Our journeys around Australia

Western Australia at the start of our journey

We have turned the corner at the bottom left hand side of Australia and turned our backs to the Indian Ocean and have started heading east. It's another shortish journey to stay in the timber village of Pemberton. This is a lively little town set in the heart of the karri forest and is home to one of the largest timber mills in the country.
One of the sites just outside of the town is the Gloucester Tree. This is an old karri tree that was used as a fire watchtower. The tree is about 60mtrs high with a platform at the top and the public are free to climb to the top. To get to the top, you had to climb up metal bars that had been driven into the trunk.

The Gloucester Tree

The Gloucester Tree
Climbing the Gloucester Tree

I managed to climb to the top and get back down again. The view from the top was magnificent. Ali wouldn't bring the camera up though!

Yours truly climbing the Gloucester tree. Can you imagine the Forestry Commission letting you do this in the UK? No fall arrestors or safety nets and some of the spikes were a bit wobbly! There were a couple of other trees that could be climbed as well.

Going up

We were joined for dinner by some of the locals - ringed neck parrots (or Port Lincoln or 28"²ers depending on where you live in Oz!)

Ring Neck Parrots

Ring Neck Parrots
The edge of the dunes

The next day we went on a tag-along 4 wheel drive tour. There was the guide in his Toyota 'Troupy' with 6 passengers and us tagging along behind. He gave us a UHF radio so that we could hear his commentary. The tour took us through some very contrasting countryside. We started off in the Warren State Forest and drove along some 'interesting' tracks to a lake. The lake had been formed by a very large inland sand dune that is slowly moving eastwards and cutting off the rivers. We then moved on into the D'Entrecasteaux National Park and over the Yeagarup Dune, which is 13km long and 3.4km wide. The dune is slowly consuming the forest. The next picture shows the leading edge of the dune.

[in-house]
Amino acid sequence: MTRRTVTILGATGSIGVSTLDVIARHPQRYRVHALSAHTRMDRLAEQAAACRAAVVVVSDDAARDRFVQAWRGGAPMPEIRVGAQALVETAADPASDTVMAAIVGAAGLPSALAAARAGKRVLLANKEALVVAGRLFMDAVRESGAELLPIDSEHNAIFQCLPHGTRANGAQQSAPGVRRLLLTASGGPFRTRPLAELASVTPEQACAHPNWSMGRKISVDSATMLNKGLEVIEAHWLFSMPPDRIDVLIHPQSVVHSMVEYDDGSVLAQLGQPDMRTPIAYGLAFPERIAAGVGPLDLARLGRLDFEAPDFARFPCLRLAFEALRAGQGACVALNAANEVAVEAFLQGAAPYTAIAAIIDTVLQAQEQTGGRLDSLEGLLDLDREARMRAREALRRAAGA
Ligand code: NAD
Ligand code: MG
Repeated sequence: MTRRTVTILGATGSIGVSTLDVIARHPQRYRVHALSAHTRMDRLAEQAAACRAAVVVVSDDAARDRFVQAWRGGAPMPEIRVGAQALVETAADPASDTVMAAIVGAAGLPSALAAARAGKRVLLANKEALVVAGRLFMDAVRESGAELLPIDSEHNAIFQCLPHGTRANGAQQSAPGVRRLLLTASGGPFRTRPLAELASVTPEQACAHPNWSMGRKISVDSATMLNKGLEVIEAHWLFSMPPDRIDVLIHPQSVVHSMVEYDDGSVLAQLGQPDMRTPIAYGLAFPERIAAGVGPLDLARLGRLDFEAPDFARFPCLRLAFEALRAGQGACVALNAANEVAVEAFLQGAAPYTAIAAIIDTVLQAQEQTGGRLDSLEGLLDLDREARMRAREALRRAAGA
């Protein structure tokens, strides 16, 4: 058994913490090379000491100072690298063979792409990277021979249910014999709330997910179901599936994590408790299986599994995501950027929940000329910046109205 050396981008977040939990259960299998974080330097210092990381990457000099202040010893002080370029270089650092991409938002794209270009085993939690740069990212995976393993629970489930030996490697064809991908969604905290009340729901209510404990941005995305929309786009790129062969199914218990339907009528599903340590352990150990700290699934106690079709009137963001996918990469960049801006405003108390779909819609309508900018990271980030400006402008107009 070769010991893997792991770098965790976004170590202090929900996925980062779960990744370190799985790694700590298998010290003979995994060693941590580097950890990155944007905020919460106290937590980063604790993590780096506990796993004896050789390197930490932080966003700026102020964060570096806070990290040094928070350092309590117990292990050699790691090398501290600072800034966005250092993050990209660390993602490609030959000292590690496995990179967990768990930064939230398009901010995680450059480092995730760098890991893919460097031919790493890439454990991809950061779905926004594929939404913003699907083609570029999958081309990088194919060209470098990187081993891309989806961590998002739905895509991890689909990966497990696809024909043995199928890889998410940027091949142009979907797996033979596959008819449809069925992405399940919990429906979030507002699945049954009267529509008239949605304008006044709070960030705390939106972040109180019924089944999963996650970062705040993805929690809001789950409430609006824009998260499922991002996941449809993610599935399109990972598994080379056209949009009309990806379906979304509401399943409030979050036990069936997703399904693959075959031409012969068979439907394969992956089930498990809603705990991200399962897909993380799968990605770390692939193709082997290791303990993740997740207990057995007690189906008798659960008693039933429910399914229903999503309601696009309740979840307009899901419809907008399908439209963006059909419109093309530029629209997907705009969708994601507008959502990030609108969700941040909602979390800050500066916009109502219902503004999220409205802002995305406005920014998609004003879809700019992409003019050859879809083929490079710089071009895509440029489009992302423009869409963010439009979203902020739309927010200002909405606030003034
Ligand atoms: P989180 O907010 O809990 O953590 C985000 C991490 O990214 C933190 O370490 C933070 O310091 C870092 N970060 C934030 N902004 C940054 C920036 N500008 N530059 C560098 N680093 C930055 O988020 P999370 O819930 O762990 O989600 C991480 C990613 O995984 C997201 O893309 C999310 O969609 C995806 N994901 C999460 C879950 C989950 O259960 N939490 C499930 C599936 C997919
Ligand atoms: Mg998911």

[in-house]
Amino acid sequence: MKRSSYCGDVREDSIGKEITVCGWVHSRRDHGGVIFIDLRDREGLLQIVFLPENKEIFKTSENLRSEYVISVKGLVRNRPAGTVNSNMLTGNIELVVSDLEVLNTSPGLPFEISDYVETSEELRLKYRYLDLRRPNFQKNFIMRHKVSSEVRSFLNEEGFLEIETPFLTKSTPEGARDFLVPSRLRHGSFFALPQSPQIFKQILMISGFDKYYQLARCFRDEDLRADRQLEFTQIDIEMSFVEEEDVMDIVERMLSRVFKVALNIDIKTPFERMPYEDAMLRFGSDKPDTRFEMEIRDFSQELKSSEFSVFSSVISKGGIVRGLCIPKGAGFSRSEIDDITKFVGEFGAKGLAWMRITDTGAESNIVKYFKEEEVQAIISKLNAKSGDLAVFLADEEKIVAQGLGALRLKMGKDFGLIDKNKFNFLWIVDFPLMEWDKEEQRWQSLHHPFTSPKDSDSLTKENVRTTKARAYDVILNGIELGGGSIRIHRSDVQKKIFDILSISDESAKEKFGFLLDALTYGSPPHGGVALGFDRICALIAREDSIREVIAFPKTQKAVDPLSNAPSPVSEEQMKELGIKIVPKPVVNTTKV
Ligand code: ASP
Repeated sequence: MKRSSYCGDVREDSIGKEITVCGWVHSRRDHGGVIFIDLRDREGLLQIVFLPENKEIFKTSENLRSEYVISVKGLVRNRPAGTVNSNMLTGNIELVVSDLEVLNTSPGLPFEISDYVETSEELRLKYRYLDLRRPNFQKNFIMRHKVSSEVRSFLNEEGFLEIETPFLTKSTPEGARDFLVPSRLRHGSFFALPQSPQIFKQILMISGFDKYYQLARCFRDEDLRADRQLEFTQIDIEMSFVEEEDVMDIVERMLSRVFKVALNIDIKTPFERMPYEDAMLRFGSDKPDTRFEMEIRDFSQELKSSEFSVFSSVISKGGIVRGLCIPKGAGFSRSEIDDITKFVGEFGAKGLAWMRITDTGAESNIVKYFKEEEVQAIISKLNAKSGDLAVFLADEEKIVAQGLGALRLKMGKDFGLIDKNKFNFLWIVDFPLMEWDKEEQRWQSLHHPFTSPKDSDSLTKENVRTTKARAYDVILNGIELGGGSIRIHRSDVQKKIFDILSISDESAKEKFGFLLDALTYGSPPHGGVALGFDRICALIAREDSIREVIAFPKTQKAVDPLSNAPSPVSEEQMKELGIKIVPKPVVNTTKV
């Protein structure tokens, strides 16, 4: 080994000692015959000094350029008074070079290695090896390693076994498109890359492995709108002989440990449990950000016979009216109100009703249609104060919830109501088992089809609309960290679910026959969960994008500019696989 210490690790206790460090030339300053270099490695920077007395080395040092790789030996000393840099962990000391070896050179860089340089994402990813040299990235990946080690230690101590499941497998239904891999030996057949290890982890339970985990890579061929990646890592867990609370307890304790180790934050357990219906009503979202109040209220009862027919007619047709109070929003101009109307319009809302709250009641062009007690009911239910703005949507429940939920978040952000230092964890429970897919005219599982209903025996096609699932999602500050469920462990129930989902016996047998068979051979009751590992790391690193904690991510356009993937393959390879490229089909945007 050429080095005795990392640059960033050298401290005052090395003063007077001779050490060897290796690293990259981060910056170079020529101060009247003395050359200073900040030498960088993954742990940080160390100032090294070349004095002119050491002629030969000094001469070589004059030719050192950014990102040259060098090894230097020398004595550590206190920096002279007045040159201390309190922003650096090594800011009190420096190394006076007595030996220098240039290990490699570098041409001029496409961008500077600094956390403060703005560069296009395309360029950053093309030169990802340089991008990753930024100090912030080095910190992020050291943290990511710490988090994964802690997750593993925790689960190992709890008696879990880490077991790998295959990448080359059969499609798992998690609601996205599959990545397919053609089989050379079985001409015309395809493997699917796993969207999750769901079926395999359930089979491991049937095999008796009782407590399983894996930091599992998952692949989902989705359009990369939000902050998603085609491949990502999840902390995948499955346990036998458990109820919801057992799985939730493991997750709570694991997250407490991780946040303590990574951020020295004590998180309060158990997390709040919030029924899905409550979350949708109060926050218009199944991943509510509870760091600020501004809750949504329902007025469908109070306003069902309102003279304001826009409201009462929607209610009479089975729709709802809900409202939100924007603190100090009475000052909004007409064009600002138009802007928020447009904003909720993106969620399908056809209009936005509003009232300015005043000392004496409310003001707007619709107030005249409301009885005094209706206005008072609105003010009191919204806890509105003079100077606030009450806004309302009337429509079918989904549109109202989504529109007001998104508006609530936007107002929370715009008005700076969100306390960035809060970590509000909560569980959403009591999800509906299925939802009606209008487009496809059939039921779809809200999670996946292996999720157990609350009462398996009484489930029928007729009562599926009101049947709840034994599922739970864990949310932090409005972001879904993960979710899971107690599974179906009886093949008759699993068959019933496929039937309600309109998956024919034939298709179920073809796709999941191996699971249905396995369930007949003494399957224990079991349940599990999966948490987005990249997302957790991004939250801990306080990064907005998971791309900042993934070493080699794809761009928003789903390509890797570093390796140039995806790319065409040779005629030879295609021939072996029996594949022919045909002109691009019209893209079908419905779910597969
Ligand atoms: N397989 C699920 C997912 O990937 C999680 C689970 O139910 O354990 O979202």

The leading edge of the sand dune

The pure white sand looked really strange against the green forest and blue lake.

It looked like snow except it was much warmer. The dune is 30mtrs high and after letting the tyres down, it took me a few attempts to get to the top with some excellent tuition from Graeme, our guide.

Lake Yeagarup

Yeagarup Lake
Soft going on the sand dunes

Soft going in the sand dune As you can see, the going was a bit soft in places! Stood on top of the dunes, it was difficult to believe that there might be trees beneath us.

On top of the sand dune

After crossing the dunes, we travelled a further 5km along some very sandy tracks before reaching the coastal dunes and the beach. Our journey back across the dunes was not entirely without incident! I learnt a lot about driving on sand and how the car performed. I think the biggest lesson I learnt was to avoid sand dunes although Graeme said that a lot of the problems I was experiencing was due to the wrong type of tyres. I think he was being diplomatic. What's needed is more practice so I suggested to Ali that we come back on our own the next day and get used to it but she thought it would be better if we did something different! On top of the dune